In accepting the awards for Best Director and Best Picture, Bigelow, said, “I’d just like to dedicate this to the women and men of the military who risk their lives every day in Iraq and Afghanistan and around the world. May they come home safe.” She added later, “They are there for us, and we are there for them.” At this point in history, with vast numbers of Iraqis dead, a country destroyed by US brutality and recklessness, such comments are thoroughly reprehensible.
Much was made over the fact that Bigelow was the first woman to win a best directing award. On hand to present the trophy was singer Barbara Streisand, one of Hollywood’s leading millionaire liberals, who proudly declared, “The time has come.” That such a comment could be made and wild applause ring out, simply because Bigelow is woman, tells us what we need to know about the self-satisfaction and ignorance that hold far too much sway in this wealthy and insulated milieu.
That a female director has entered what was previously an “all-boy’s club” is considered a great victory, perhaps the greatest possible victory; that the woman in question has directed a film which might be taken for a pro-war work is beside the point to such people.
The awards ceremony underwent a number of changes this year, in the hopes of attracting a larger audience, particularly among younger viewers. In addition to expanding the Best Picture category to include 10 nominees (in a year in which it would be difficult to come up with 5 films truly deserving of recognition) so that more “popular” studio films would stand alongside smaller, “independent” works as contenders for the top prize, producers made a number of cuts to traditional Oscar night features now deemed too time-consuming or uninteresting to a youthful audience.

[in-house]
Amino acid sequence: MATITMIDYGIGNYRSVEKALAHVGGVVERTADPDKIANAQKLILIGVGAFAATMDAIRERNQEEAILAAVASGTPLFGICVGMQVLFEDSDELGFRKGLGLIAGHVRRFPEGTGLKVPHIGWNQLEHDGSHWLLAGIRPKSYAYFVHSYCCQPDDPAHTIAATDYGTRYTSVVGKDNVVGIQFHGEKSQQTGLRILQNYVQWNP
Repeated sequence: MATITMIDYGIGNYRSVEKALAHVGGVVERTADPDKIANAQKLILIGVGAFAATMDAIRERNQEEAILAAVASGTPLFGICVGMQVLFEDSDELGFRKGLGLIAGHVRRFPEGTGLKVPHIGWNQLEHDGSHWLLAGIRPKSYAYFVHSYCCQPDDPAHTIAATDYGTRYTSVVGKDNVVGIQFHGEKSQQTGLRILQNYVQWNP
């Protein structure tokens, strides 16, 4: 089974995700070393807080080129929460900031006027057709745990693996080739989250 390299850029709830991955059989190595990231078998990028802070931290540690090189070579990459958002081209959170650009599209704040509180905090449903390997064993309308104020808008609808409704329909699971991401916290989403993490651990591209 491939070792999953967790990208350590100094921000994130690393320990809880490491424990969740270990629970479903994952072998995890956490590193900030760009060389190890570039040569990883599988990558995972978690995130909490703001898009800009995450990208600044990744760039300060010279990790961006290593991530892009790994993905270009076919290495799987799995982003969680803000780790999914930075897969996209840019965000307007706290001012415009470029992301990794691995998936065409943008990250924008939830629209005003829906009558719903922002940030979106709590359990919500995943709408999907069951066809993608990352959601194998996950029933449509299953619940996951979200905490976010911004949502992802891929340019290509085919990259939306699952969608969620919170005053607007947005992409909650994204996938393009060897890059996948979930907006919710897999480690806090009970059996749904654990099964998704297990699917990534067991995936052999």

The Academy did a disservice to its viewers this year, and its younger viewers in particular, in eliminating the honorary Oscars and lifetime achievement awards from its broadcast. These awards, honoring veteran artists and performers in the cinema, were handed out at an earlier ceremony that was not televised.
Receiving honorary Oscars this year were actress Lauren Bacall, star of such remarkable films as To Have and Have Not, The Big Sleep, and Written on the Wind; and Gordon Willis, the cinematographer behind such films as The Godfather, Annie Hall, Manhattan, and All The President’s Men. Both Bacall and Willis, it should be noted, gave us far more substantial works than those being celebrated on the stage during Sunday night’s broadcast. In a healthier cultural climate, the Academy would have considered it a duty to encourage younger viewers to seek out the best works of an earlier period.
Even the traditional memorial segment, honoring those in the industry who died this past year, seemed rushed and perfunctory.
For now, Hollywood carries on as it has for some time, in a dismal state. A breath of fresh air is sorely needed. We have no doubt that important changes will occur. The social eruption that the present economic crisis is preparing will produce vast changes in artistic and cultural life. New moods will be introduced and new artists will emerge. Some of those currently at work will be reinvigorated. Many of those now celebrated will become irrelevant. This is all long overdue.